With Tom Broughton, editor
What to do next with RSA? Adrian Brown has been a front-row observer for the past decade, but now it is his turn to take centre stage. In his 19-year tenure at the group, Brown has seen RSA sink to its knees, scale back its US operations and then reinvent itself through the stewardship of Andy Haste.
“Six or seven years ago, people were talking about us as a takeover target because we were a basketcase,” says Brown. “Now they talk about it because of the turnaround we’ve done.”
His appointment as chief executive is the latest episode in a gripping corporate drama. He replaces Bridget McIntyre, one of the industry’s few female leaders, after she left to spend more time with her family. While McIntyre was heading for the door, the RSA share price was performing back flips and the rest of the market thought the turbulence was due to an aggressive takeover approach by a Chinese investor.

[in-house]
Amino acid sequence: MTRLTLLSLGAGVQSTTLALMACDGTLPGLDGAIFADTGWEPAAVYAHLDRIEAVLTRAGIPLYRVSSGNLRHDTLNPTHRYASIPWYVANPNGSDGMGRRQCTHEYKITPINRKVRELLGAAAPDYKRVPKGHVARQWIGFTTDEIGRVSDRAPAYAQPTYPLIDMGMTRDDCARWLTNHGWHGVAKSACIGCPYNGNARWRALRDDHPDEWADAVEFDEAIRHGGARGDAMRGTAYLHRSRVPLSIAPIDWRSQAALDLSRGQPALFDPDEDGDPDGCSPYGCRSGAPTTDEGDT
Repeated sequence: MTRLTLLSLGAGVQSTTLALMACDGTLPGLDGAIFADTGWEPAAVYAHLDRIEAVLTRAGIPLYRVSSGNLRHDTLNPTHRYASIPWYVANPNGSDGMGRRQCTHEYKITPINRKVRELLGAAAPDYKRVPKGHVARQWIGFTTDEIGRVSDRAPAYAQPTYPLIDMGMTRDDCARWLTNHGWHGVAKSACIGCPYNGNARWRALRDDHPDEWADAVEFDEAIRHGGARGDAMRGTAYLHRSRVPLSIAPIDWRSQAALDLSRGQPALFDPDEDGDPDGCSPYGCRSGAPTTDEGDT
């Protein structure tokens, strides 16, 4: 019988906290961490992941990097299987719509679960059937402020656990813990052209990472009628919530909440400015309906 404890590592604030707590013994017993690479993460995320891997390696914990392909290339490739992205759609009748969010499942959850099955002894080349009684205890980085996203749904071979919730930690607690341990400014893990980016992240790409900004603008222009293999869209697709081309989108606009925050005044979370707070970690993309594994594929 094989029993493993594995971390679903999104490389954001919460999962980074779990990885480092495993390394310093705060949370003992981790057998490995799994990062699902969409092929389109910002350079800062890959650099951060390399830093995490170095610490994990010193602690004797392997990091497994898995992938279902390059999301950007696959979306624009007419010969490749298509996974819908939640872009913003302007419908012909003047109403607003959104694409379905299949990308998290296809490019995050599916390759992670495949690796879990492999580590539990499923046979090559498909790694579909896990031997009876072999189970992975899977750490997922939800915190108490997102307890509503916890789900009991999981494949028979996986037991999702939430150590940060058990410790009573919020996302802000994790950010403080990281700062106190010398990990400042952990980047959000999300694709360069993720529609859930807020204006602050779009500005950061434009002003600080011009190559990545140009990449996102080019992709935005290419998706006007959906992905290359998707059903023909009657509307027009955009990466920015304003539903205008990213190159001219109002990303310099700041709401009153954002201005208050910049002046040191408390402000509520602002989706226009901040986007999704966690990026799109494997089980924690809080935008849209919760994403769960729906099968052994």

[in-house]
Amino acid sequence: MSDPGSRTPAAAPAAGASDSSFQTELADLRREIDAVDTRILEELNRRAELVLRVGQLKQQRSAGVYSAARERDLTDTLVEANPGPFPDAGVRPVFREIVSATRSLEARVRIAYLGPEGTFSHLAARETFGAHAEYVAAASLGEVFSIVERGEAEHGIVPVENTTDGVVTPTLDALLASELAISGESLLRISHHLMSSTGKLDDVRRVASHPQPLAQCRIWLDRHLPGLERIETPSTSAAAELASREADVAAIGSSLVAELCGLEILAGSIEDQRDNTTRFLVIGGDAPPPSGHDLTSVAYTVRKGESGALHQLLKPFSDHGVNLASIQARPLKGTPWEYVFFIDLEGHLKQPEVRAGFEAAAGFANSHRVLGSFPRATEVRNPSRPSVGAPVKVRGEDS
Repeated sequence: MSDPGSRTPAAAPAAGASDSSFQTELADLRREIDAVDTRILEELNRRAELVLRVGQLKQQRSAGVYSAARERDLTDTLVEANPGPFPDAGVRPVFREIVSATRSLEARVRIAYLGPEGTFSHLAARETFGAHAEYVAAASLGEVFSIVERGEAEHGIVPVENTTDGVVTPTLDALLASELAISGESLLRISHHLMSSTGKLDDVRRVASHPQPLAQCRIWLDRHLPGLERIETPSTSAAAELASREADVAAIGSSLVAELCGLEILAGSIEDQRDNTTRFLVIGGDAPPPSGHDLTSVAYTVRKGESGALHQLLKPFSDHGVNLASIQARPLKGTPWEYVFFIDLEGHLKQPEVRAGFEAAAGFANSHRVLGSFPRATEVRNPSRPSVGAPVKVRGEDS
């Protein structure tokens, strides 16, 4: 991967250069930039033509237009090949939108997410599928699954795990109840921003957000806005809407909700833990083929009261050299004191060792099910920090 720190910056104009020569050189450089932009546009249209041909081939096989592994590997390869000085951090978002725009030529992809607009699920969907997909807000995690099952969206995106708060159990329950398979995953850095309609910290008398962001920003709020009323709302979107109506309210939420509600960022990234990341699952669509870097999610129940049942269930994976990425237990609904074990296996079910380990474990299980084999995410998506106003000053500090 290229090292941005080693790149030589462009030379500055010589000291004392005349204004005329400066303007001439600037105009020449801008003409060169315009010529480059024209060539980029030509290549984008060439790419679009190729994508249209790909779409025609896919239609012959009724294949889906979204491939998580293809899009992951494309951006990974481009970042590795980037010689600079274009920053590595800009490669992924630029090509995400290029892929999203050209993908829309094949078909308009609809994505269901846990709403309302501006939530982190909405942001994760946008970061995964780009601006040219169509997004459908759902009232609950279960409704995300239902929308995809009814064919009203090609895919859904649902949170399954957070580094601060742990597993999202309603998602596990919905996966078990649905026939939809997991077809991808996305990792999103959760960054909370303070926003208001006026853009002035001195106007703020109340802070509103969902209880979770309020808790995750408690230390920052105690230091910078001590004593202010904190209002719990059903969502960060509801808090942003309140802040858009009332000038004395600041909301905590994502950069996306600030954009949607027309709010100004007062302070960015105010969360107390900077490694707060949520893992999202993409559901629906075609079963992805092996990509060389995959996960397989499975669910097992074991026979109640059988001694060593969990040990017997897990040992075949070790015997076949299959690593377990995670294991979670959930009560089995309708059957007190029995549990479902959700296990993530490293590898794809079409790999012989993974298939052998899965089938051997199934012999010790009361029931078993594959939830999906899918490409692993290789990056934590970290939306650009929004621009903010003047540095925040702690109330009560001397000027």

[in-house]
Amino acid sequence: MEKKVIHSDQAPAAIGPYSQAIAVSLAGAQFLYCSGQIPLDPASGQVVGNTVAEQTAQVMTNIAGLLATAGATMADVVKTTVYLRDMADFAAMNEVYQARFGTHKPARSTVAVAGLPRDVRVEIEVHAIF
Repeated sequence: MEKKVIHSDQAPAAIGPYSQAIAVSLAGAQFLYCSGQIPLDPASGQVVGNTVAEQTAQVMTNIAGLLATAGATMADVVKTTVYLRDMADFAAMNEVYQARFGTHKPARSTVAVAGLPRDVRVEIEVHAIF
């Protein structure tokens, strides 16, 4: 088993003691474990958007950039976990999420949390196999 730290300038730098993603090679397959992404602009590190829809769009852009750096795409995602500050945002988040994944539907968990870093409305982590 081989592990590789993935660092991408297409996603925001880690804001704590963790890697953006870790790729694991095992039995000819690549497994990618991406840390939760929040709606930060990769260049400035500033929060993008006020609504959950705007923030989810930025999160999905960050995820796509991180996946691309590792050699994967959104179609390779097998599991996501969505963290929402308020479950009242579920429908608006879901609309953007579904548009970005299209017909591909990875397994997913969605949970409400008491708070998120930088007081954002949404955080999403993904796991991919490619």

Now, though, Brown is the story. He knows the workings of the business inside and out. He has the people skills to succeed and, given the depth of his corporate memory, he will have surely have learnt from the group’s past mistakes. The only remaining question is, does he have the vision to do anything different? And if so, what? A safe manoeuvre amid the market turmoil would be to continue the good work of McIntyre by hacking away at the cost base, pushing up the premiums, managing sensible commission levels and then waiting until rates rise to achieve the required organic growth. After all, like Norwich Union, RSA cannot keep releasing the level of reserves it has done in recent years – its underwriting results must improve.
But it just feels a little lacklustre, doesn’t it? It’s exciting to hear that Brown will chase the pipeline work filtering out of AIG.
It would be exciting too to hear that RSA had ambitious plans to expand by attacking the opportunities emanating from the recession. But perhaps stability is the secret of success in this market and perhaps Adrian Brown is the right man to provide that stability. Maybe it’s not meant to be exciting. And if, as part of this overall strategy, Brown is charged with preparing the group for sale, the excitement factor will resurface all over again. Keep watching.